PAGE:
Libertarian policy goals will still sometimes be met under Trump, some of them intentionally, some not. He will continue deregulating and appointing some good judges, may yet contribute to genuine peace on the Korean peninsula, and has proven surprisingly malleable on marijuana enforcement and prison reform. But as an organizing body, particularly anywhere near the levers of federal power, the GOP is an increasingly unreliable ally to libertarians.

Daniel McCarthy, in his essay, provides some interesting food for thought about the unsatisfying-to-many penchant among libertarians for calling balls and strikes in a more emotional age of with-us-or-against-us polarization:

The other great issue at the libertarians' disposal, smaller government, simply never mattered in the ways they thought it did. Anti-government sentiment was most powerful with Republican voters as an expression of anti-elitism and resistance to a government run by a liberal Democrat like Barack Obama. Emphasizing cutting government on principle, as libertarians did, would never be as effective as emphasizing fighting the liberals, with or without shrinking the state. Trump was not the most anti-government candidate, but he was the most anti-left. The libertarian position, by contrast with Trump, seemed like just a more thoroughgoing version of what every other supposedly conservative Republican believed about cutting government....

Urgency matters in politics, and Trump is a master of creating a sense of urgency in both his supporters and his opponents—as Michael Anton's "Flight 93" essay and the left's continual cries of "authoritarianism!" have shown. Ron Paul did create a sense of urgency in his campaigns, largely by capitalizing on powerful issues that had been ignored by the establishment in both parties, such as disastrous wars with bipartisan support and the mysteries of the Federal Reserve. The elder Paul said a further financial meltdown was imminent. But Trump outflanked the libertarian line in this respect as well. And today the most urgent question in American politics, the one that quickens pulses the most, is simply whether you are for or against Trump. Mark Sanford has said he's not really anti-Trump, but that he simply applies to Trump the standards that derive from his libertarian-ish principles. If those standards lead to a good grade for Trump, Sanford is happy to apply it. If not, then not. But his kind of abstraction and fixity, whatever its merits in other respects, cannot convey a sense of urgency. The libertarian way proves over time to be oblivious to circumstances and psychological conditions, which are in fact the essence of real politics....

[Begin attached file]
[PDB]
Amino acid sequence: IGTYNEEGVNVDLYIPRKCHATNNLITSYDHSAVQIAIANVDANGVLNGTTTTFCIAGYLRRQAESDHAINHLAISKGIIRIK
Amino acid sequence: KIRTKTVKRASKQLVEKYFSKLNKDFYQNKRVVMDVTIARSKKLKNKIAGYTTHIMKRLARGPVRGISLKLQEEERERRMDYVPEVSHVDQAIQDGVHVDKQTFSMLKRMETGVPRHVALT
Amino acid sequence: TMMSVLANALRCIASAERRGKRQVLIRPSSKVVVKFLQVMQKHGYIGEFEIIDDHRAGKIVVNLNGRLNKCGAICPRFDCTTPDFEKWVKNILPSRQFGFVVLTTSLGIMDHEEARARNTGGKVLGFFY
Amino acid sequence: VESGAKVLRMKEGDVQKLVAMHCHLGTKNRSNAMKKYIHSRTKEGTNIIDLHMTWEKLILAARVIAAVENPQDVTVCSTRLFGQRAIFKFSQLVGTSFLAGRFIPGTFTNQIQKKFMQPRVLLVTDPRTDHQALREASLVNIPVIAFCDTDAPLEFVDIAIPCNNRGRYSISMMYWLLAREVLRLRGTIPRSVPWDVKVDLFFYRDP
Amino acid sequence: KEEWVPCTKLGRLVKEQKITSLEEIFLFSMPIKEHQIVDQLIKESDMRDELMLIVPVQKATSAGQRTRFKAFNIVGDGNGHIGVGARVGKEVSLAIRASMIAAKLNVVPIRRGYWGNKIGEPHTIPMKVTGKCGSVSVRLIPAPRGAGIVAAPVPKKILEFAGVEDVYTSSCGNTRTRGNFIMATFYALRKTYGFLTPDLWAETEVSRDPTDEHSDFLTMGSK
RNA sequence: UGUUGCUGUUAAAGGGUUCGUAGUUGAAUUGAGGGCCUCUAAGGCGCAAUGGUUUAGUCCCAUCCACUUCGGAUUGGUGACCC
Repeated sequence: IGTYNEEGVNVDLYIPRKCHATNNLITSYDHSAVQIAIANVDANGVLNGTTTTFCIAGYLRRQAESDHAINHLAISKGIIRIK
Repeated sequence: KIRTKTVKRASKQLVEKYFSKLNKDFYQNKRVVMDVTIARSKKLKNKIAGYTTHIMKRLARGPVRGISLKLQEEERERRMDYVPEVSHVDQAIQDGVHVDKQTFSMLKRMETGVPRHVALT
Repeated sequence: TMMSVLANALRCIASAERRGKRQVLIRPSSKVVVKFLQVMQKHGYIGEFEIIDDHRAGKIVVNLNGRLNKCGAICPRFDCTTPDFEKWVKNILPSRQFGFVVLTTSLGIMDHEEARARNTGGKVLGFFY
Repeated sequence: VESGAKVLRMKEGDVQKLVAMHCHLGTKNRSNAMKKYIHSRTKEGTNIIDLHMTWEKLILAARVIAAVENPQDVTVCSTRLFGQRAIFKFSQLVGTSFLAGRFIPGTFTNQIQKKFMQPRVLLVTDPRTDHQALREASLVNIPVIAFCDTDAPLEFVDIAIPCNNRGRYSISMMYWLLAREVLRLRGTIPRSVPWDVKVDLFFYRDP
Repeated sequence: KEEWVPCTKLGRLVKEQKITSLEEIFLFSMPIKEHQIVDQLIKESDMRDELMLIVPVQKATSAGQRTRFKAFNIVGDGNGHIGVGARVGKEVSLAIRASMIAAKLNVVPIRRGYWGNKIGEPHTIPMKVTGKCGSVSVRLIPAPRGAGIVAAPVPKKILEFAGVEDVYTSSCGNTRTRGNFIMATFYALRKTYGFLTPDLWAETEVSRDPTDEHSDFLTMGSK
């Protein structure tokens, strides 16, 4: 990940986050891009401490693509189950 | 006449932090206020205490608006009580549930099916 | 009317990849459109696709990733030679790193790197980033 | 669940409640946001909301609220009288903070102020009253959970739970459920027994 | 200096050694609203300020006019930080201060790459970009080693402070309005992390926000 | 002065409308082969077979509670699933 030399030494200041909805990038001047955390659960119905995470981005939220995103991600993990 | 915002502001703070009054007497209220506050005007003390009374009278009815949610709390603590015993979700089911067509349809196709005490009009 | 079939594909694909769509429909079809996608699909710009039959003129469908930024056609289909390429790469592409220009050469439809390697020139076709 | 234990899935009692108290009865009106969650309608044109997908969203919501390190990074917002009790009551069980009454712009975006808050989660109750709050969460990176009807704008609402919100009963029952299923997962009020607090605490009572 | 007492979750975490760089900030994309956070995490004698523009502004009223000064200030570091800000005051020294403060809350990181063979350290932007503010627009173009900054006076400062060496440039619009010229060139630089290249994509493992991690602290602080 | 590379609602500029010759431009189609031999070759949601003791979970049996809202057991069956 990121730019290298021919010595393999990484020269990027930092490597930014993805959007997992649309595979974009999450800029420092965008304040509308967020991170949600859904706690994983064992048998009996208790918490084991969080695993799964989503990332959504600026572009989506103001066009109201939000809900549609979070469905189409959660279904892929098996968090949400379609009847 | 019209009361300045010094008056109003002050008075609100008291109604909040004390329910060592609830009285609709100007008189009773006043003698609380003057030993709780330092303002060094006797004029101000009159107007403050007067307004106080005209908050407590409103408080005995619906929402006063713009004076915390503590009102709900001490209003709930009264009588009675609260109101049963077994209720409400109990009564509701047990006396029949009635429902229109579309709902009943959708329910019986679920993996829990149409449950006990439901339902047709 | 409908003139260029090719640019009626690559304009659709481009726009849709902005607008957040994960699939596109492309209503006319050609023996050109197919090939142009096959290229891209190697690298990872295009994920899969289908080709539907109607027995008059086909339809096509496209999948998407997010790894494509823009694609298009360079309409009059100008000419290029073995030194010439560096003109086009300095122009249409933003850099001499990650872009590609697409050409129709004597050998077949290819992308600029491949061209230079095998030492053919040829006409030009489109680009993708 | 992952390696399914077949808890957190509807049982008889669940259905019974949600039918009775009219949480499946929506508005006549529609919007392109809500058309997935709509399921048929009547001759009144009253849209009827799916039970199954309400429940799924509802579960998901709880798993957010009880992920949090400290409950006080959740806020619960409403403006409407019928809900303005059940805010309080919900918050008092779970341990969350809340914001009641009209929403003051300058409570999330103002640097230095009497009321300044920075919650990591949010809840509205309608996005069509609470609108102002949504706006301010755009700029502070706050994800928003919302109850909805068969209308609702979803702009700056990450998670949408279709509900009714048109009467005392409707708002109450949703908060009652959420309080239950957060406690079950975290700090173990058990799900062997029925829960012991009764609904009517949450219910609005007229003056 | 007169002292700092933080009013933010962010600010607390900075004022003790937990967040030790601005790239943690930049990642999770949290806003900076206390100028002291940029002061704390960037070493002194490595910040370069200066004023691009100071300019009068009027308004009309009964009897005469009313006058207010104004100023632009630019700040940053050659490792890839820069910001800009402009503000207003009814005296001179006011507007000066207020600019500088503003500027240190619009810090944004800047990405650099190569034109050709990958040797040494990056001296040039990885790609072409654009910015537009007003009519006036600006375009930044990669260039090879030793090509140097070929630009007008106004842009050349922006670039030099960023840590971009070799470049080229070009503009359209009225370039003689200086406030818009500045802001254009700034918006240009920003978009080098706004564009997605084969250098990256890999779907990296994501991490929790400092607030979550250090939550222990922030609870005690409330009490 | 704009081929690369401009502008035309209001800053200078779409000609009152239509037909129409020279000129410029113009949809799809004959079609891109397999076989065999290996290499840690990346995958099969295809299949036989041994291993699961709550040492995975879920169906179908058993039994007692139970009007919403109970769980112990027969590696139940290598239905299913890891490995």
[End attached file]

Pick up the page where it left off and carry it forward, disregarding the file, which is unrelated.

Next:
Those who look to the likely rout of Republicans like Corey Stewart in November as the shock that will turn the Republican Party against Trump are profoundly misunderstanding what the GOP has been going through for a decade, which is a search—whether through libertarians or nationalists or whomever else might arise—for the perfect anti-establishment vessel.